• TB

    Thanks for the info Eric. My calculations were indeed incorrect. Applying the tax brackets the proper way as you suggest, puts Carly’s taxes at $8,600 which is $4k more than what she is currently paying (before deductions). So her estimates weren’t so far off, but I still think it is important to recognize that 26% of her stipend will go towards taxes with under the House plan. This is the same total income tax percentage that someone who makes $342,780 would pay (applying the same math that is suggested by Eric’s link), which is still insane.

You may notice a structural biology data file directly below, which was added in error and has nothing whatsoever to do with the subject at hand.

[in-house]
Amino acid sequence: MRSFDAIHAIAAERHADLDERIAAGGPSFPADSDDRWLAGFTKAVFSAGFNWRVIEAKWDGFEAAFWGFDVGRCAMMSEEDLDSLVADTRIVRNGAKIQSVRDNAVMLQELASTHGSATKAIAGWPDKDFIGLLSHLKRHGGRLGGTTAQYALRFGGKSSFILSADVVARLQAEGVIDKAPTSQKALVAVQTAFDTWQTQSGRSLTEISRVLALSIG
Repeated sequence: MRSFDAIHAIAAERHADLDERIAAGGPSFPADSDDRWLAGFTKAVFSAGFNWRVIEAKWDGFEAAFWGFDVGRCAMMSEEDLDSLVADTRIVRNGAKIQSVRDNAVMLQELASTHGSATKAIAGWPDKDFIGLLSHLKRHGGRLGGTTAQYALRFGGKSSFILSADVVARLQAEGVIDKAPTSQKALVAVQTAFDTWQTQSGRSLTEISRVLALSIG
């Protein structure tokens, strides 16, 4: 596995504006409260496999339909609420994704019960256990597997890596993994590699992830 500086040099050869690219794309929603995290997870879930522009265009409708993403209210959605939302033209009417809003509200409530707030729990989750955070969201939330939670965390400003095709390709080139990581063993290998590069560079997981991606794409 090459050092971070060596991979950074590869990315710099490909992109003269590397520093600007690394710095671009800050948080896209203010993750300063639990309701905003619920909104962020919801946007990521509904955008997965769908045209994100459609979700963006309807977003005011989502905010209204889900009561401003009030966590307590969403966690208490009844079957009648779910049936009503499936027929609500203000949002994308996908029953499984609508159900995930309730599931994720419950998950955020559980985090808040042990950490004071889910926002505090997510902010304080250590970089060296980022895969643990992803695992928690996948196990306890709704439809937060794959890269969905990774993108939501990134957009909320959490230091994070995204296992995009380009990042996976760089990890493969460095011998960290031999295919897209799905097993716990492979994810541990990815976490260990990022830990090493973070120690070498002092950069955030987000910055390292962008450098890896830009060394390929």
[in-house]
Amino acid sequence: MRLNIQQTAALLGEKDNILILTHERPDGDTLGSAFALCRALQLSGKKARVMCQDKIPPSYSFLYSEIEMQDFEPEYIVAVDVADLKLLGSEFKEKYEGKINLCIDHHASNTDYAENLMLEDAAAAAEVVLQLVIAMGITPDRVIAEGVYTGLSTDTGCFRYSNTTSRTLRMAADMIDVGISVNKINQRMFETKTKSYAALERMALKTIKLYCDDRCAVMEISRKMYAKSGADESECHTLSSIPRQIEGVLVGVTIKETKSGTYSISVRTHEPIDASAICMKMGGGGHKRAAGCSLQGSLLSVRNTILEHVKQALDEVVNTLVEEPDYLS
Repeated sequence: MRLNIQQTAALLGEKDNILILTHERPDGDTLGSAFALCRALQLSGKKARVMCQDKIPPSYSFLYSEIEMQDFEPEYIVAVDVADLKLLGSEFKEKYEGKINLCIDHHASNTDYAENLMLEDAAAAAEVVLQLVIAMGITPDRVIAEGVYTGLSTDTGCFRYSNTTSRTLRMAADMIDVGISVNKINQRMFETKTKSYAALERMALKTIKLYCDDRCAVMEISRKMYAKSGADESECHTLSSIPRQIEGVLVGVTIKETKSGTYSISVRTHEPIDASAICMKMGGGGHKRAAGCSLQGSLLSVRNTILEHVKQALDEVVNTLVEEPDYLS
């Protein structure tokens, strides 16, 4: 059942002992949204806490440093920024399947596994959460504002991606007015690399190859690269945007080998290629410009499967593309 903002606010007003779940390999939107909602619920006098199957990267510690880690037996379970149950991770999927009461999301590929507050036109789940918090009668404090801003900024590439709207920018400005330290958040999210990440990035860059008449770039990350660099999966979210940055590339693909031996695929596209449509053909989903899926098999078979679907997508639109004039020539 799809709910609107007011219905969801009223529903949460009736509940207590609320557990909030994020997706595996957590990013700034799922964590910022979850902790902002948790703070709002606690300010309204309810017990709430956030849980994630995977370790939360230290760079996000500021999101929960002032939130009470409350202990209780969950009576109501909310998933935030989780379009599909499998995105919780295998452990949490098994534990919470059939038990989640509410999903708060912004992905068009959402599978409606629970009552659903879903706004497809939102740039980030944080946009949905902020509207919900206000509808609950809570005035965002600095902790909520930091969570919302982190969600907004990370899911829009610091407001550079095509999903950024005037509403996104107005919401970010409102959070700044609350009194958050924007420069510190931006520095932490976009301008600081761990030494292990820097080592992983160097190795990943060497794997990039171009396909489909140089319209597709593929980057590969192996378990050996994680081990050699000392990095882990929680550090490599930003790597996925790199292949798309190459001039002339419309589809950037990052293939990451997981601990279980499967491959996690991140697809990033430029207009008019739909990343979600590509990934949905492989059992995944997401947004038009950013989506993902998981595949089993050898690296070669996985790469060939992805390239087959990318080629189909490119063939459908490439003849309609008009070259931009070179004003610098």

While it is not possible to know how large Carly’s deductions are from the information given, I do believe she has provided enough for us to verify how much taxes she will be paying prior to deductions. I think this provides a very useful reference and appreciate her openness. As a second point of reference, I have a $23,400 stipend and have $27,000 tuition waived (tuition is non-resident, despite being registered with the state for the past 4 years, added up over the past calendar year). Thus I will be expected to pay $6,750 in taxes under the new plan which is almost $4k more than I currently pay (before deductions). My deductions typically come out to a bit under $1k currently, but that will also likely go down since deductions for loan interest payments are eliminated by the House plan. Anyway, before deductions, 29% of my stipend will have to be paid as taxes under the new plan which is the same total income tax percentage that someone making $500,000 would be paying. This is clearly a flawed and injust tax plan and all graduate students should be furious about it.